3.2 KEEPING ON TRACK
Keeping track can be tricky, especially if you have an epic story with multiple characters and points of view, taking place across many different locations and potentially up to 100,000 words (or even longer – cut, cut, cut!).
So how do you keep on top of all that information – how do you organise yourself to make sure you don’t have a character who’s eye colour changes halfway through, or a world where the temperature does down the closer you are to the equator (unless that IS the quirk of that world).
Well, you can keep track in a number of ways – many more than we’ve listed, but here’s just a few to get you started.
Writing an outline
Outlines are a useful starting point anyway, but especially so because you can really map out character arcs and changes in a substantial way, that goes beyond the 2D, superficial pitch or premise which you’ve started off with. And as you add those layers to the story, you’ll be adding details which you can come back to at any point if you lose your way. It’s your story roadmap and will allow to keep track even our characters try to take us off to the beach or to the moon!
Methods for this vary as much as characters do from one another. Some people like to make massive lists, charting the characters eye colour and favourite food and primary 1 teacher’s name. Others list almost nothing, and we’ve read some brilliant books where the character is physically barely described at all. Ultimately the key notes to make on your characters are the less superficial ones. The deep changing flaws or fears or misbeliefs which will lead your character on the difficult journey that your book will tell. We need to know their breaking points, the hills they are willing to die upon, the things that bring them the great joy and the greatest sadness or fear. When making your character notes, these are things that really matter. But you still don’t want you clean-shaven character in chapter 1 to suddenly be sporting a beard two chapters later, when only 6 hours have elapsed.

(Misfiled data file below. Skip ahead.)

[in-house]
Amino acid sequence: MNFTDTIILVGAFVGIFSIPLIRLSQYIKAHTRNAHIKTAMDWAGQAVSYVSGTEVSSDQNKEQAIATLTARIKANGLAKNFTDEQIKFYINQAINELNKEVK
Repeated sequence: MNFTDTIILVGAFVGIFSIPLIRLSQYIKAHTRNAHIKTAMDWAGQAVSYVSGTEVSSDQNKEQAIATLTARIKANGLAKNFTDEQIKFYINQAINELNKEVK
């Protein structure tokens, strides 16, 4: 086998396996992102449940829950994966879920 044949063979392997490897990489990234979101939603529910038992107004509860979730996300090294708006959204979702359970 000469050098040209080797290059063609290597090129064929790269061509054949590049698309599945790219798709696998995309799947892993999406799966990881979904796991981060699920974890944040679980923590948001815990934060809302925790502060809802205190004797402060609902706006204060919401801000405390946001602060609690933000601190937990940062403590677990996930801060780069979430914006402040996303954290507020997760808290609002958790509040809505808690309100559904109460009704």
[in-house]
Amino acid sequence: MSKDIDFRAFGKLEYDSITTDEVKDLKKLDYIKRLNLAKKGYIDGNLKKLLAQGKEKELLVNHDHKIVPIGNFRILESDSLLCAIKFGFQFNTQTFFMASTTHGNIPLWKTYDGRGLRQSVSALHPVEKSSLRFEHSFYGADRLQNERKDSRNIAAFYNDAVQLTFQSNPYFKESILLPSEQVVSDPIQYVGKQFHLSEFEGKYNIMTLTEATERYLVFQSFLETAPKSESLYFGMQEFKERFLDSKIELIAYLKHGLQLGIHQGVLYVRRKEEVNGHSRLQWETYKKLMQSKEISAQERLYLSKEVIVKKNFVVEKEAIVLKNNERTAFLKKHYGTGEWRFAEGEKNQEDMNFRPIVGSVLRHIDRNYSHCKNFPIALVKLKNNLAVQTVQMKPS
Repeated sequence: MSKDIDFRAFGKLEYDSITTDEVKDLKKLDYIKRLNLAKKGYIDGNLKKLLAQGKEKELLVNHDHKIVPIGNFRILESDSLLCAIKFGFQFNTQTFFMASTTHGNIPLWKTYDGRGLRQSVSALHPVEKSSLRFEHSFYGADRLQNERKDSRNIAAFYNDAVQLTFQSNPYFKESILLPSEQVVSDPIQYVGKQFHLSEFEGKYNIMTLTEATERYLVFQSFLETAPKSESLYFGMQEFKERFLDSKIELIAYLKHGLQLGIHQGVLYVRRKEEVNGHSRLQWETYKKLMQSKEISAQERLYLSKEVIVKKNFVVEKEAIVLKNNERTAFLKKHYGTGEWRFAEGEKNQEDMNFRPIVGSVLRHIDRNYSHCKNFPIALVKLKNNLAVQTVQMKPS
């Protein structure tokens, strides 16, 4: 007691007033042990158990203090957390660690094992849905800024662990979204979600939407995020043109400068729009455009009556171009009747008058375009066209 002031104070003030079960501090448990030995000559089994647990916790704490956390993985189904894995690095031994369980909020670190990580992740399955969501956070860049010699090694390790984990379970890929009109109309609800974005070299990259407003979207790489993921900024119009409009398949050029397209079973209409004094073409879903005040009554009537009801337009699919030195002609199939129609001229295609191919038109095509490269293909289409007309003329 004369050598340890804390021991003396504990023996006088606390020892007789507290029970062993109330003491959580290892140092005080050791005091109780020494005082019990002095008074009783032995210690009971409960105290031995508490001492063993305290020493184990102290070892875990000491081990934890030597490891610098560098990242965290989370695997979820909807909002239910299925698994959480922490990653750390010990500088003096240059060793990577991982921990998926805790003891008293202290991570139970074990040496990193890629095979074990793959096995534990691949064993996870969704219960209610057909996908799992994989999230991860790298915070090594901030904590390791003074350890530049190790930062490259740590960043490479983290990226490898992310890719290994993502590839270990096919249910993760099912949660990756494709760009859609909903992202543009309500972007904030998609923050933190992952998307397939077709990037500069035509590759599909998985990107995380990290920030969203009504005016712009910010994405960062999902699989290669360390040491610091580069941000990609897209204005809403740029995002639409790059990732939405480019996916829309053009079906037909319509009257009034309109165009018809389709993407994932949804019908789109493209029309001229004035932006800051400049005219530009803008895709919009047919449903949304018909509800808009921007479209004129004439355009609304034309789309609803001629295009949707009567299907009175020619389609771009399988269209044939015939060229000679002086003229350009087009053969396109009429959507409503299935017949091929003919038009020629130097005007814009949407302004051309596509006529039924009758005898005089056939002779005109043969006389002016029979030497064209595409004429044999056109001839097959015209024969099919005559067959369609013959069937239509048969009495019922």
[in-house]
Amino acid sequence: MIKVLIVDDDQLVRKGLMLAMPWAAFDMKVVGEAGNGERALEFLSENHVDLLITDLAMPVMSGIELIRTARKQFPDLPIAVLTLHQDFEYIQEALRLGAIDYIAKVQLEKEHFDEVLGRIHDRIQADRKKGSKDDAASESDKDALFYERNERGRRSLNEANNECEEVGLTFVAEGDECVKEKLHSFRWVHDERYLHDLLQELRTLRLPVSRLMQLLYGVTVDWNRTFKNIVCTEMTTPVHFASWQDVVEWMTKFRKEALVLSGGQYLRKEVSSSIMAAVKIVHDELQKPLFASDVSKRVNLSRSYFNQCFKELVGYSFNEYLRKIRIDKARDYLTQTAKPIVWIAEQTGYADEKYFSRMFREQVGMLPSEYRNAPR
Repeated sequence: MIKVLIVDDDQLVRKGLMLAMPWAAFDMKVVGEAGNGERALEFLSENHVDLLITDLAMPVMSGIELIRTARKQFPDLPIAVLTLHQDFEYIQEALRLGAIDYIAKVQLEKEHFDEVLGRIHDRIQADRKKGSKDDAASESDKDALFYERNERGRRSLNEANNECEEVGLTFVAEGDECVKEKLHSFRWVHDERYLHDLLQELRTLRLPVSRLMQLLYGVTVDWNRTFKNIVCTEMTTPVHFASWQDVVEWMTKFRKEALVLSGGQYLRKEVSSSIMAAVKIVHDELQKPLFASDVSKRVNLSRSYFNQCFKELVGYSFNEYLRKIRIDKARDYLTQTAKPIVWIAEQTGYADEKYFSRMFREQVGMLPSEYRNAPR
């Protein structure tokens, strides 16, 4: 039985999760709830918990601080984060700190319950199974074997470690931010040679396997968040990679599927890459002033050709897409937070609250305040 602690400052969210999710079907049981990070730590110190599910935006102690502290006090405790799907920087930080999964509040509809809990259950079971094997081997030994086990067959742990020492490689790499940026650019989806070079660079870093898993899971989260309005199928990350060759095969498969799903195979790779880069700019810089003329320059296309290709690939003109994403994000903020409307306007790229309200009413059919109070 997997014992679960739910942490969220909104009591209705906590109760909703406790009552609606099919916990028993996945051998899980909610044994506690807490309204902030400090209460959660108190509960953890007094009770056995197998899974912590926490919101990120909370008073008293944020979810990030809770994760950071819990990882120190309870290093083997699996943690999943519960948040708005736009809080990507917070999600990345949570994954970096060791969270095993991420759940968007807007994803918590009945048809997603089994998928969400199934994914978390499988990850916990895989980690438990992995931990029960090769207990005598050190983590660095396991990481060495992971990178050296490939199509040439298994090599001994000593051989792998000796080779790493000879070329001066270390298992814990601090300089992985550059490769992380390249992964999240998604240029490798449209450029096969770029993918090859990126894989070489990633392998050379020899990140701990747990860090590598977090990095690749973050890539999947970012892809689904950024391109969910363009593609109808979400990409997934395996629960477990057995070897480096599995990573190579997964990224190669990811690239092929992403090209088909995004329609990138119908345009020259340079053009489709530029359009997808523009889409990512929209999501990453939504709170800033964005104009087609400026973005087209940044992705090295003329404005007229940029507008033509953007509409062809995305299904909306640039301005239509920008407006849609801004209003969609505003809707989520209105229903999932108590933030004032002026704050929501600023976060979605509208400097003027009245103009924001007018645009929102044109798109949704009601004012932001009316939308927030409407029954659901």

Word count trackers
There is the obvious method of using your won spreadsheet and noting down how many words you type in each session, and using a formula to calculate the total words typed. You could even produce a funky graph to show unlikely linear line of words being added. There are lots of softwares out there that will do this for you automatically – things like Scrivener, or websites like 750 words are a couple of examples. Tallying word counts can benefit in a couple of ways – firstly as a means of motivation. I find it comforting to look back upon word counts from previous days to spur me onto write more in that moment. Similarly, total word counts are a great measure of just how far you’ve come. The word counts can also be used a means of identifying (roughly) how far you are into the story, and where you should be in correspondence to your outline. For example, if you’re on 80,000 words and you find you haven’t started Act III of your outline yet, then that gives you pause for thought in terms of pacing and in terms of where you perhaps need to cut later.
Success is the sum of small efforts – repeated day in and day out.
As the quote above suggests, writing a novel is not done in just one sitting, or from one burst of inspiration. The likelihood is that you’ll spend many months (or years) just completing a first draft. And a huge task like that is difficult to face when thinking about it in it’s entirety. 90,000 words seems like a HUGE effort, whereas 500 words a day for 6 months seems much more achievable. We can manage 500 words in a day, but thinking about 90k in 6 months feels HUGE.
You’ll have no doubt heard about the SMART principle of goal setting and it’s worth using that for your writing.
R ealistic or relevant
Suggested writing task
Try the methods we’ve listed above – at least one, but all of them if you can. By putting in that work now, perhaps you’ll find that it pays off later and helps you stay on track and finish that novel even sooner.